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Companies Could Break Free of Monotony With 4 Day Week

Companies Could Break Free of Monotony With 4 Day Week
(Olexandr Bychykhin/Dreamstime)

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Tuesday, 31 July 2018 04:53 PM Current | Bio | Archive

Let it be noted here that the  four-day week was invented, initiated, and implemented for the first time in 1971 by Carl Ally Incorporated, an ad agency founded by Carl Ally in 1962 in the midst of the "Mad Men," three Martini lunch era.

I bring this up because reports just surfaced that a New Zealand firm that manages trusts and wills tried it out and are ecstatic over the results. According to the occasionally reliable New York Times, the firm "reported a 24 percent improvement in work-life balance . . . "

I cannot report on Carl Ally Inc.’s work-life balance, but I can give from memory these details:

  • Required schedule without punching a time clock was Monday through Thursday, 8:30 am to 6 pm.

  • One hour lunch break.

  • Employees expected to use Fridays for doctor and dentist appointments and standing on line at the Department of Motor Vehicles.

Skeleton crew on premises Fridays.

Carl Ally, the owner not the Inc., wrote memos and gave lobby speeches touting his idea as freedom for the back-office and some front-office people: the receptionists, the mail boys, the secretaries, the financial people.

The executives? They would continue to do what they had to do whenever they had to do it. This often meant Saturday, Sunday, late nights and early mornings. But if Fridays were free, c’est la vie and au revoir.

Carl thought he was giving his workers something even more valuable than money — time.

For Carl himself it meant nothing except satisfaction. He had his name on the door and was by then off pushing for European growth and a public offering that would actually be aborted for reasons other than work schedules.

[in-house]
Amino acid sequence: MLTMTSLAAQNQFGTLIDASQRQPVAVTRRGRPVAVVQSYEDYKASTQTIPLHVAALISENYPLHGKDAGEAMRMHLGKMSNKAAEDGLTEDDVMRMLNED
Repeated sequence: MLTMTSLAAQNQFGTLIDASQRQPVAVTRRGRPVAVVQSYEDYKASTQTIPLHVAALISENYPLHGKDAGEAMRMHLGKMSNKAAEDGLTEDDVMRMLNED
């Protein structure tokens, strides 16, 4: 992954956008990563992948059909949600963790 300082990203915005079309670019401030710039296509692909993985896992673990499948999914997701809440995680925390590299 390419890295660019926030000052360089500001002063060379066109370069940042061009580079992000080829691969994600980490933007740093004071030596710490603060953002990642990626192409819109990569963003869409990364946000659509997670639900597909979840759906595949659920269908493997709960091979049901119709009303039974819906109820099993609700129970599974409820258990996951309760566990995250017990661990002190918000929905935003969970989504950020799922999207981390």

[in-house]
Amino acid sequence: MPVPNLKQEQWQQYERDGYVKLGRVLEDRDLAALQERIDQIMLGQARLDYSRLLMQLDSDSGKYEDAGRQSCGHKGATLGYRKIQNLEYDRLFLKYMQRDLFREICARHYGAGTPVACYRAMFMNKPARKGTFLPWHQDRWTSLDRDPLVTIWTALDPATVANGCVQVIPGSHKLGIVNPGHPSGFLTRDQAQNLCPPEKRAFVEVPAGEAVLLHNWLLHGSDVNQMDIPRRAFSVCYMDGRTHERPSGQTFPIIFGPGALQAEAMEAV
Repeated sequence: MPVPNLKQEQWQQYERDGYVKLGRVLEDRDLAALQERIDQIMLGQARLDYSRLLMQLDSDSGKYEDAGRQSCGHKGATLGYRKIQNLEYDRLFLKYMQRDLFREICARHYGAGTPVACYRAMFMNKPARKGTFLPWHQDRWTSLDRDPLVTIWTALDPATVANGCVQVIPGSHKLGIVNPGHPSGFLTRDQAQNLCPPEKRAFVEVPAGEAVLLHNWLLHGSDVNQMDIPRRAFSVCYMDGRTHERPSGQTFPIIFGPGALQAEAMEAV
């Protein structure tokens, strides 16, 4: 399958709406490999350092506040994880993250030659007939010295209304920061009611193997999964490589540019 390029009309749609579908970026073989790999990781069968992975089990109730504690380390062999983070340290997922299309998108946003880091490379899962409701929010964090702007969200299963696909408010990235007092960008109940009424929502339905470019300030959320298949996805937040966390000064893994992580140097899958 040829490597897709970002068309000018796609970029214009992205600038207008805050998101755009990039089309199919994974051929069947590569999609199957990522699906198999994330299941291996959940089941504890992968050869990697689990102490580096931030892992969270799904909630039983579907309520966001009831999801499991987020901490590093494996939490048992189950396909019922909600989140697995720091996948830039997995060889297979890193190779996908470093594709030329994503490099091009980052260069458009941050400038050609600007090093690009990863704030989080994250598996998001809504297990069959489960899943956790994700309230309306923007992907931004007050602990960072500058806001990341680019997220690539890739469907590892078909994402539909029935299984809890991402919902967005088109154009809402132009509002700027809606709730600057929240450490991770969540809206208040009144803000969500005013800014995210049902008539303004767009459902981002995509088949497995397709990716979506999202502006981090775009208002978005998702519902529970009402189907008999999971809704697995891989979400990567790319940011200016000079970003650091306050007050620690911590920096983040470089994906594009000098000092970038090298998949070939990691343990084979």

But his competition used the four-day week against the agency both in new business pitches and cajoling current clients to leave.

However, before word got out around town, Ally Inc. won the Federal Express account in its infancy (if worse came to worse, Carl, a World War II pilot, could fly one of their then 14 planes and the competitor in the pitch J. Walter Thompson had died before the automobile rolled off the assembly line). The agency also won Beefeater Gin whose owner must have figured if the three-Martini lunch was gone, it better prepare to be part of fulsome dinners.

Although accounts came and went at the beginning in the usual fashion, employees did stay. For an industry with a noted turnover, the four-day week kept together a core group of employees and they were able to maintain the culture of the place for a long time (a vital ingredient for a successful ad agency or any creative enterprise). And during the four-day week some remarkable work was done such as this spot years before such film was attempted by the establishment agencies. 

And these two spots done by guys attracted from Chicago and San Francisco to the agency’s New York work week and work ethic. Watch the second spot here

The four day week did come to an inglorious end in 1976, the victim of pressures from lost new business pitches and the inevitable references to it by the competition.

And me? Well, I was attracted to the agency’s schedule in 1972, got a job there, and stayed for 14 years.

I finally left.

I couldn't resist the allure of my own agency and its promising  seven-day work week.

Tom Messner worked forever in advertising. In politics, he avoided the predictable negative bent and did positive ads for Reagan in 1984 and for Bush in 1988 along with Bush’s convention film. The agency he co-founded created NASDAQ’s first branding, Volvo’s comeback, and Fox News’s "We Report. You Decide." Then learning from the pols he partnered with (Roger Ailes in particular), they brought attack ads to such formerly benign areas such as telecom (MCI). At 73, he’s doing two things he never did before: Blogging here on wildly unconnected subjects coming on the heels of last year’s adventure: the writing of his first play, a musical "Dogs" destined now for either Broadway or The Pound. To read more of his reports — Click Here Now.

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The  four-day week was invented, initiated, and implemented for the first time in 1971 by Carl Ally Incorporated, an ad agency founded by Carl Ally in 1962 in the midst of the "Mad Men," three Martini lunch era.
ally, dmv, new zealand, world war ii
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2018-53-31
Tuesday, 31 July 2018 04:53 PM
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